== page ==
Ninjak #23 offers a brand new story arc complete with a killer title Quentin Tarantino might enjoy: “The Seven Blades of Master Darque.”
We explore the first issue, but is it good?
Ninjak #23 (Valiant Entertainment)
So what’s it about? The summary reads:
Master Darque – the sadistic lord of death and resurrection – wrests to be free once again, but first he must fight for his life. Darque is a target, his powers are weak, and his enemies know it. Now, Darque’s own former pupil and Ninjak’s ruthless arch-nemesis – the lethal assassin known as Roku – has gathered the Shadow Seven together again for the sole purpose of putting Darque down for good. And the only thing holding their uneasy alliance together is a mysterious benefactor from the shadows… Someone who also goes by the name Darque…Everything has led to this… Out of the ashes of BOOK OF DEATH, Ninjak and Master Darque will collide in a punishing circle of death, destruction and hellfire! Join New York Times best-selling writer Matt Kindt (Divinity III: Stalinverse) and blistering artist Marc Laming (Planet Hulk) here for a steel hardened jumping-on point that will leave Valiant’s seven-time Harvey Award nominated series forever scarred!
Why does this book matter?
Since it’s the start of a new story arc it’s a perfect jumping-on point for anyone wanting to get a little Ninjak in their life. If you’re a fan of heists you should prick up your ears too as most of this issue is a break in! But for what?
Fine, you have my attention. What’s good about it?
Cool crosscut of the facility.
Writer Matt Kindt writes a solid introductory issue to the new arc here with a setup that is as tense and exciting as any heist film. That’s due to the way he’s structured the story, with an MI-6 officer named Neville Alcott communicating with Ninjak over the phone of what has just transpired. Alcott starts by taking Ninjak (and the reader) into a maximum security prison setup (complete with a cool cross cutout of the place) and working his way through the facility’s security systems. After he describes the system, we see villain Roku trounce right through them and Alcott further explains how she did it. While he explains, artist Marc Laming takes us through it with plenty of showing and telling going on. This all leads to a surprise ending that pays off all the setup and explanation of each Shadow Seven villain Roku breaks out.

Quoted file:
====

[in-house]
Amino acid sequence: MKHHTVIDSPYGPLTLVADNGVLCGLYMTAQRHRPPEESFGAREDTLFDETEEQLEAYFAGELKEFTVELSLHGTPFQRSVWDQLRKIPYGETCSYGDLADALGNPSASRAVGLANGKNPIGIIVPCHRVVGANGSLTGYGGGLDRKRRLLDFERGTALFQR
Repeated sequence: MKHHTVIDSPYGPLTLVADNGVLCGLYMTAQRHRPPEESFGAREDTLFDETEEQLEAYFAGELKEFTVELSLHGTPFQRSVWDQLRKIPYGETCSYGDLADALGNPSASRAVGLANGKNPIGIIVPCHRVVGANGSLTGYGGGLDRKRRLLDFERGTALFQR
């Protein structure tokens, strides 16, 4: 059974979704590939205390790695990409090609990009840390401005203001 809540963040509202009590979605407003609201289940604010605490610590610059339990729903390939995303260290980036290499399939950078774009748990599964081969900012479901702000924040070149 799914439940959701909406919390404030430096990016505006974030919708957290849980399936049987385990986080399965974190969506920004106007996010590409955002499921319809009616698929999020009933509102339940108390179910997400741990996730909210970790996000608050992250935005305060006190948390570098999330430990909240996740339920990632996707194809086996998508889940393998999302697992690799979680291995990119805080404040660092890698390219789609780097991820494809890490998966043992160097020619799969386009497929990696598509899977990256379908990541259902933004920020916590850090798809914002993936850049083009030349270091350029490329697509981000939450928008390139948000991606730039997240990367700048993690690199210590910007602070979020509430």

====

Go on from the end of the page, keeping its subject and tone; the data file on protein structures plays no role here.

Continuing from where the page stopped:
The structure of this issue also helps convey what’s at stake. Ninjak gets information on each villain Roku is breaking out and it’s pretty clear if they’re free the world is a very dangerous place. They all have varying powers too, which is certainly going to make it difficult for Ninjak to beat them all. It’s also interesting to note Roku promises specific things to each villain, some of which conflict with one another and she certainly won’t be following through on.
Laming draws in a highly detailed form illustrating in a thin line style that’s clear. The amount of time Laming spent on Roku’s hair gives me shivers and effects like fire and texture (like werewolf fur, don’t ask!) all look good. The style is more focused on realistic imagery than dynamic, though there are a few pages that bring the drama.
It can’t be perfect can it?
The art does have a storyboard feel in that it conveys who is talking, but not in a dramatic or exciting way. Detail is key, don’t get me wrong, but the layouts and flat camera work don’t inspire excitement.
Is It Good?
Cleverly written, Kindt shows he’s at the top of his game when it comes to tense visual storytelling. Ninjak #23’s narrative has a cinematic feel that’s hard to put down.
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